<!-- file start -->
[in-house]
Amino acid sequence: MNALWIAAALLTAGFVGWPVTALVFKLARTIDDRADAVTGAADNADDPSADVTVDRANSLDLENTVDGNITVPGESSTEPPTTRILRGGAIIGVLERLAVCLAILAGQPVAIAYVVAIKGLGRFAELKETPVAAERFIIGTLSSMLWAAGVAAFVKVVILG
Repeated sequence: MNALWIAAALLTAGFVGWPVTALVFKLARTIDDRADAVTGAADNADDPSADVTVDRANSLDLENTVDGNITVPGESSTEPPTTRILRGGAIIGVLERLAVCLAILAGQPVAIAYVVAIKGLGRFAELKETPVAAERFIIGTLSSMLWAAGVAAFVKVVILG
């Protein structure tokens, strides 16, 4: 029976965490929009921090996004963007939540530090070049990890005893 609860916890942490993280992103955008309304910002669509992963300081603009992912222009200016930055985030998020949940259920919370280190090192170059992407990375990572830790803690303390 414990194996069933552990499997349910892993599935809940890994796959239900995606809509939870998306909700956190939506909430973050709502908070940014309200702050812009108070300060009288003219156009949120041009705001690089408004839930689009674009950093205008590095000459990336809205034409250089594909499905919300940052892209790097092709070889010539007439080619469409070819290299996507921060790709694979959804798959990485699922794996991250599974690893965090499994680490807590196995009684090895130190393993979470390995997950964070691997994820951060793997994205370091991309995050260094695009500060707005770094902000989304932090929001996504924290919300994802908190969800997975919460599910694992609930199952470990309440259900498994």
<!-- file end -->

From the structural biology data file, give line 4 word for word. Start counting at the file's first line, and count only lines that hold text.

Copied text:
């Protein structure tokens, strides 16, 4: 029976965490929009921090996004963007939540530090070049990890005893 609860916890942490993280992103955008309304910002669509992963300081603009992912222009200016930055985030998020949940259920919370280190090192170059992407990375990572830790803690303390 414990194996069933552990499997349910892993599935809940890994796959239900995606809509939870998306909700956190939506909430973050709502908070940014309200702050812009108070300060009288003219156009949120041009705001690089408004839930689009674009950093205008590095000459990336809205034409250089594909499905919300940052892209790097092709070889010539007439080619469409070819290299996507921060790709694979959804798959990485699922794996991250599974690893965090499994680490807590196995009684090895130190393993979470390995997950964070691997994820951060793997994205370091991309995050260094695009500060707005770094902000989304932090929001996504924290919300994802908190969800997975919460599910694992609930199952470990309440259900498994």